Japanese Prime Minister Shinzo Abe said in a radio program aired Sunday he hopes to have a "specific discussion" with Russian President Vladimir Putin on a peace treaty between the two countries when the leaders meet next month.

Abe and Putin agreed in November to speed up peace treaty talks by finding common ground to resolve the territorial row over Japan-claimed, Russia-held islands.

Asked if Japan can address Putin's concern about the possibility of U.S. forces building a base on any of the islands if they are handed over to Japan, Abe said his government has "not yet" gained the consent of the United States to keep them free of a U.S. military presence.

Tokyo and Moscow are seeking to make progress in peace treaty talks based on the 1956 joint declaration, which says Shikotan Island and the Habomai islet group -- two of four Russian-held islands off Hokkaido seized by the Soviet Union after Japan's surrender in the war in August 1945 -- will be handed over to Japan following the conclusion of a peace treaty.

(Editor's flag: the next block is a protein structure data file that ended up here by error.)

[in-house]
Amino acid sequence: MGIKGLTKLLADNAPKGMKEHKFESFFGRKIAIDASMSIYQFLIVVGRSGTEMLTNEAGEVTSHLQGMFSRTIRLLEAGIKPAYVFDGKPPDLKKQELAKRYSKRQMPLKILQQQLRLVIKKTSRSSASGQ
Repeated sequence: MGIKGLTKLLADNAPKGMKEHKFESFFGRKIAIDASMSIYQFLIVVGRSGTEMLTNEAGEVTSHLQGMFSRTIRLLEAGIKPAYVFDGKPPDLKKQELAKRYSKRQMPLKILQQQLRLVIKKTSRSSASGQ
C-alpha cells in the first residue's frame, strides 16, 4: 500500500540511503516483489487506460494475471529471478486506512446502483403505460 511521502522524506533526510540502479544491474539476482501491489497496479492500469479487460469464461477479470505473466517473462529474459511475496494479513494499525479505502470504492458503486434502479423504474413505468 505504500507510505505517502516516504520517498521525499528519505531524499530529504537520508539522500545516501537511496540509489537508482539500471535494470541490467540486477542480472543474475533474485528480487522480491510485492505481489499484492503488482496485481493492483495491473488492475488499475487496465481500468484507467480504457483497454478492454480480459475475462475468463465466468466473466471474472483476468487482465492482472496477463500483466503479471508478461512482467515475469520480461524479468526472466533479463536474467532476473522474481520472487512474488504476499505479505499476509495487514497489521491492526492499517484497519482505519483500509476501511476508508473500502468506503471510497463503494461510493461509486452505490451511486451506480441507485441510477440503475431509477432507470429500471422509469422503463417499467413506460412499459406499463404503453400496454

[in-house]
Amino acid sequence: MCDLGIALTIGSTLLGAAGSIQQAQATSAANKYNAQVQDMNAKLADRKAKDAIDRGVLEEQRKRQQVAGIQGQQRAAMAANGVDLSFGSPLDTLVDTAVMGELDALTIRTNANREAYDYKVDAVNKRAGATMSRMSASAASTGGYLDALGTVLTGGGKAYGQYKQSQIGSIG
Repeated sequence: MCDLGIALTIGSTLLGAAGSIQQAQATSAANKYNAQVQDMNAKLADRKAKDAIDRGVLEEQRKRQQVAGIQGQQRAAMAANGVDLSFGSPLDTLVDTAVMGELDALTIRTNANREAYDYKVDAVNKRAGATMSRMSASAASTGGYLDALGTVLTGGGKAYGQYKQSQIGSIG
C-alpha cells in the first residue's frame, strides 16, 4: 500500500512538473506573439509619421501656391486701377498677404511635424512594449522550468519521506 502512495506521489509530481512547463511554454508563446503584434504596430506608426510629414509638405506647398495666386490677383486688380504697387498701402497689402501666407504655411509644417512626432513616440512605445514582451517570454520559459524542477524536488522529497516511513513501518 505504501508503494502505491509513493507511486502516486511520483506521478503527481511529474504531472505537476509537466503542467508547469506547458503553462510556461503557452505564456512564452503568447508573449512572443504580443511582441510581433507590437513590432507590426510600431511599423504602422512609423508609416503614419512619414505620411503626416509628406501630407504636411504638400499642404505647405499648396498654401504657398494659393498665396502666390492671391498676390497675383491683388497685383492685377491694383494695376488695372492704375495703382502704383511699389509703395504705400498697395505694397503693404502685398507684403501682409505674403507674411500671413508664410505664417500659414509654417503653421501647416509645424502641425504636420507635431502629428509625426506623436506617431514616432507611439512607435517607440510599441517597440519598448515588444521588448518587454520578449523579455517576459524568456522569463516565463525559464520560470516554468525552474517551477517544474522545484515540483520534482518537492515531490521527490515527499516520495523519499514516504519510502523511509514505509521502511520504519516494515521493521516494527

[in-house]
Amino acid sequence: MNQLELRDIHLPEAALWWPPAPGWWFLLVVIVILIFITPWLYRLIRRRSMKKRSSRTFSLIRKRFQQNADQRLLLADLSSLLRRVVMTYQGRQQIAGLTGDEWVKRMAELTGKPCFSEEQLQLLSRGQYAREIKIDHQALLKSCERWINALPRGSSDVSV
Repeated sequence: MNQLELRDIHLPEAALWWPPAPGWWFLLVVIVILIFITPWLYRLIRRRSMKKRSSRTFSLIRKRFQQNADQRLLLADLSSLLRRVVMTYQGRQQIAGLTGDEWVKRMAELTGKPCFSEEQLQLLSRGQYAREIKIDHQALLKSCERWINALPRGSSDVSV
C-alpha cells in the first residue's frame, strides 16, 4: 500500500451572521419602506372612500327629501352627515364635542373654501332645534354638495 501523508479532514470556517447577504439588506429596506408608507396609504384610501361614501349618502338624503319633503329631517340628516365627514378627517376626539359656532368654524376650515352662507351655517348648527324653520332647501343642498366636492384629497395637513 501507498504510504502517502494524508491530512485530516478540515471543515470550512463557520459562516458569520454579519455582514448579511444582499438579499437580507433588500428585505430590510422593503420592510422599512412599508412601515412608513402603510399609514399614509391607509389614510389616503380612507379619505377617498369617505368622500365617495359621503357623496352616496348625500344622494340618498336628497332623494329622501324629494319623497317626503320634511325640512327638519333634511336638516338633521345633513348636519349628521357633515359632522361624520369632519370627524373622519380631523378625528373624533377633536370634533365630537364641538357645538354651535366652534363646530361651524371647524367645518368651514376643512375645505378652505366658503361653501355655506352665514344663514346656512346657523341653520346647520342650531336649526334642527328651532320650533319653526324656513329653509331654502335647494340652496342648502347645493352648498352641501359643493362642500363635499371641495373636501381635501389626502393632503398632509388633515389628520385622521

"President Putin has strong determination for signing a peace treaty," Abe said in the Radio Nippon program recorded Tuesday.

Abe is visiting Russia around Jan. 21 for a summit with Putin, according to government sources.

The focus of the Japan-Russia talks on the territorial issue has shifted in recent months to the status of the islands, known as the Northern Territories in Japan and the Southern Kurils in Russia, after the two countries promoted confidence-building steps centering on economic cooperation.

On speculation that he will dissolve the House of Representatives for a double election in summer, Abe said, "I have no such intention at all."

"My head is full with the upcoming tasks associated with the imperial abdication (on April 30) and a consumption tax increase (on Oct. 1)."